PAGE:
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It is well known result of linear optimization theory that, if a finite set $S$ of linear inequalities in real variables $x_1,x_2, \ldots ,x_n$ implies a linear inequality $i$ in $x_1,x_2, \ldots ,x_n$, then $i$ can be written as a positive linear combination of the inequalities in $S$.

I wonder if an analogous property holds for moduluses of complex variables : let $A=(a_{ij}) (1 \leq i \leq p, 1 \leq j \leq n)$ be a matrix in ${\cal M}_{p,n}({\mathbb C})$ and $B=(b_1,b_2, \ldots b_p)^{T}$ be a column matrix in ${\cal M}_{p,1}({\mathbb R}^{+})$. Then we may denote by $|AZ| \leq B$ (where $Z=(z_1,z_2, \ldots z_n)^{T}$ is a column matrix in ${\cal M}_{n,1}({\mathbb C})$ ) the finite set of modulus constraints $\big| \sum_{j=1}^{n}a_{ij}z_j \big| \leq b_i$ for $1\leq i\leq p$. Suppose this set of constraints implies another modulus constraint (*), say $\big| \sum_{j=1}^{n}c_{j}z_j \big| \leq d$, with $c_j \in {\mathbb C}$ and $d \geq 0$.

The question, then, is : can (*) be deduced linearly from $S$ ? In other words, are there scalars ${\lambda}_1, {\lambda}_2, \ldots ,{\lambda}_p$ in $\mathbb C$ with

$$ \sum_{i=1}^{p}\lambda_ia_{ij}=c_j \ ({\rm for} \ 1 \leq j \leq n), \ \ \sum_{i=1}^{p}|\lambda_i|b_i \leq d. $$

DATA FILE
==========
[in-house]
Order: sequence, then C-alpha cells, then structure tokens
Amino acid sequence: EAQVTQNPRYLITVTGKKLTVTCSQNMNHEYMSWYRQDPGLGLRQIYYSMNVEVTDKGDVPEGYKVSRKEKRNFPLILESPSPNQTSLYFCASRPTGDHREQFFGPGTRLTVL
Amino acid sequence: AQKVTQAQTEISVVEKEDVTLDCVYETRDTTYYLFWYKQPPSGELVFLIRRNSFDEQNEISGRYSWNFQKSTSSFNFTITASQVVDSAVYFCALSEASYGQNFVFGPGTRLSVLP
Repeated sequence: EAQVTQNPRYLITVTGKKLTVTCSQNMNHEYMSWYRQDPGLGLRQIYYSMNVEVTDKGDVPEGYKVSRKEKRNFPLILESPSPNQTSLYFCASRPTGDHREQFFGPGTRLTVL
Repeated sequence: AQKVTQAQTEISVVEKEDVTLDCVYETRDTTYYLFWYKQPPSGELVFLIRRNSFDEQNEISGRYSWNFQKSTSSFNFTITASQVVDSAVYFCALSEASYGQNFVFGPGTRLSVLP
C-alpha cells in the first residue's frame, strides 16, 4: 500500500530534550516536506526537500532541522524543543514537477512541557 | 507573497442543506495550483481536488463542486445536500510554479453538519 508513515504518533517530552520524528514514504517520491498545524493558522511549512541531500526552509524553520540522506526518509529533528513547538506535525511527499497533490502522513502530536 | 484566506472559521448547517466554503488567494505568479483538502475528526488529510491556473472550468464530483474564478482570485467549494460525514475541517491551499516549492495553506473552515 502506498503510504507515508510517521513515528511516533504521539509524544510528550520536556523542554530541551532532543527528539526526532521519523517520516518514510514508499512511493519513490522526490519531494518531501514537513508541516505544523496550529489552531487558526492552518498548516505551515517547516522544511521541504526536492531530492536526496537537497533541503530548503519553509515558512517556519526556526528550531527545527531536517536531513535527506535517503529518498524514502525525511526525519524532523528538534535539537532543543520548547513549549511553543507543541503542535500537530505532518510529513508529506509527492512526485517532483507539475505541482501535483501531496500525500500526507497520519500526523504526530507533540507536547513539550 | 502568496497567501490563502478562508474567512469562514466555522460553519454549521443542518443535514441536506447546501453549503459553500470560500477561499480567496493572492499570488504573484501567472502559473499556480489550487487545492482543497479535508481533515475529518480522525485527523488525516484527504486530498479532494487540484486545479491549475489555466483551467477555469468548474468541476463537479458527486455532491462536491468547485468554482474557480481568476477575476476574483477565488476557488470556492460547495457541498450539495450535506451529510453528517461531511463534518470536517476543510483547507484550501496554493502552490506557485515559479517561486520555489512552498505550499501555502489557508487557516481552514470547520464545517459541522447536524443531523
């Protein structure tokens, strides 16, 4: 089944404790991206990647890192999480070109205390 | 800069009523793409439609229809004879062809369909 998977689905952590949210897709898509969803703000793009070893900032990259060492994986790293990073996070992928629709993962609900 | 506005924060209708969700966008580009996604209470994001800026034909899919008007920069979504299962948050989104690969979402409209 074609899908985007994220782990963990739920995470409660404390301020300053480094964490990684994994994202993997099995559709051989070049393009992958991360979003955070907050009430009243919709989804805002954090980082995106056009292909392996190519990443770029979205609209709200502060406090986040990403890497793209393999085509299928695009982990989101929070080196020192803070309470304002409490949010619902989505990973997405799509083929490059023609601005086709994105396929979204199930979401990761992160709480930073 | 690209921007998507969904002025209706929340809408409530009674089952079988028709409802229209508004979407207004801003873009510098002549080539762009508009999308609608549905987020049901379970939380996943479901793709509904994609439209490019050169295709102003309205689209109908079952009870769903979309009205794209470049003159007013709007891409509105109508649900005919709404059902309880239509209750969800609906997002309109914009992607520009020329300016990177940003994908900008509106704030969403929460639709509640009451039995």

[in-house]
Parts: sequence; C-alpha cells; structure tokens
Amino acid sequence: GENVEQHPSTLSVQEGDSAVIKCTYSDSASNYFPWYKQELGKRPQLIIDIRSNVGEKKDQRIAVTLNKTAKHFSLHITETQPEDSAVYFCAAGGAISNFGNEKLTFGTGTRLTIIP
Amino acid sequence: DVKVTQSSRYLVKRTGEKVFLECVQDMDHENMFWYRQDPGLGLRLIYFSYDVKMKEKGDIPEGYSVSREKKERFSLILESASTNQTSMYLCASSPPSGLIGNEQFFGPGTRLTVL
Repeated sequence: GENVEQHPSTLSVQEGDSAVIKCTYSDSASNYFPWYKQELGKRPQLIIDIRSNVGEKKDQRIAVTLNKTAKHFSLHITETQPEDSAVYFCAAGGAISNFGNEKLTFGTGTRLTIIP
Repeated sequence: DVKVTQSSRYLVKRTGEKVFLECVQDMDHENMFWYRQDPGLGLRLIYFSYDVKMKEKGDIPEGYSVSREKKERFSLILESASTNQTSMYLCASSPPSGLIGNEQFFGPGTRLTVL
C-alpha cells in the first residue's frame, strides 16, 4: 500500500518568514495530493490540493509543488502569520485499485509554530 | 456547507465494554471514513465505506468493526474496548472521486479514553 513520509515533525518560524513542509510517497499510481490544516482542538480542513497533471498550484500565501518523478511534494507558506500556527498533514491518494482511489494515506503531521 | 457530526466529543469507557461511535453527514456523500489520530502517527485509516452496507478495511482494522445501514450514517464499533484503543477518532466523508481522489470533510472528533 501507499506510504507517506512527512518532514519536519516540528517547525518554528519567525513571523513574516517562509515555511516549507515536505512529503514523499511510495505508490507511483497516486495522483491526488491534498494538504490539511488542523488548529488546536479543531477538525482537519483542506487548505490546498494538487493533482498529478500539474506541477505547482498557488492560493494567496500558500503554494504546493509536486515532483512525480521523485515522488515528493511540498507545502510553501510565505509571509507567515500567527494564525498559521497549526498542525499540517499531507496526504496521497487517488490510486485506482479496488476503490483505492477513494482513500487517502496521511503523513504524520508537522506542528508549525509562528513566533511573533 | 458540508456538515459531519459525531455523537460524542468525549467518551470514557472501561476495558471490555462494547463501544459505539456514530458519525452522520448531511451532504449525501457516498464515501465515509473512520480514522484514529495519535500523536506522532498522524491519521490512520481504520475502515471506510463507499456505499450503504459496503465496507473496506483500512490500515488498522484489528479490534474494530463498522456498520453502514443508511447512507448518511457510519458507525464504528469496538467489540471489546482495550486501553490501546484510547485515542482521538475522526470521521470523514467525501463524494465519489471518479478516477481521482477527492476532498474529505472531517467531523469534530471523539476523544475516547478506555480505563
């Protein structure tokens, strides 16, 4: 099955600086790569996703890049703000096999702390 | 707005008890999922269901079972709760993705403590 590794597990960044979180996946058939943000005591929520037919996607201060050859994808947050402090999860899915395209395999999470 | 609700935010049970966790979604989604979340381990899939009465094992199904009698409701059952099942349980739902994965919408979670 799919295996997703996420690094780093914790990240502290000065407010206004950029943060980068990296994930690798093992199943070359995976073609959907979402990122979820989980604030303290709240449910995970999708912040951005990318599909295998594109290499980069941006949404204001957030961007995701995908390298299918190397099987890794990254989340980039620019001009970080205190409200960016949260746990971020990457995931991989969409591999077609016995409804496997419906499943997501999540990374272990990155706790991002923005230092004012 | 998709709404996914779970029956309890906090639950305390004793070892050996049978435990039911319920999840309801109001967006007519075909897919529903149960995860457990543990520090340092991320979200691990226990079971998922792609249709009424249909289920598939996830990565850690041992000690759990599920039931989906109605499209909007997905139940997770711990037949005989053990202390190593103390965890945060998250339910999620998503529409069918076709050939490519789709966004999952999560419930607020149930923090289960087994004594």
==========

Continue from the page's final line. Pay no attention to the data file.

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@Tony : thanks for "fixing the lambda". But how did you do it? The source text looks identical. –  Ewan Delanoy Apr 10 '11 at 11:40
No problem. I think some of the lambdas where lambs before. –  Tony Huynh Apr 10 '11 at 11:51

1 Answer 1

up vote 1 down vote accepted

I think, yes. Without loss of generality, all $b_i$'s and $d$ are equal to 1. Assume that the vector $c=(c_1,\dots,c_n)$ does not lie in a convex hull of vectors $(wa_{i,1},\dots,wa_{i,n})$ for all $i=1,\dots,n$ and all $|w|=1$. Then there is a linear real functional, which separates $c$ from this convex hull. It may be written as $F(c)= \Re(u_1c_1+\dots+u_nc_n)$. But if we maximize $F(wa)$ for fixed vector $a$ and various $w$ on the unit circle, we see that the maximum equals $|u_1a_1+\dots +u_na_n|$. So, this hypothetic separation is exactly the contrary to our assumption.

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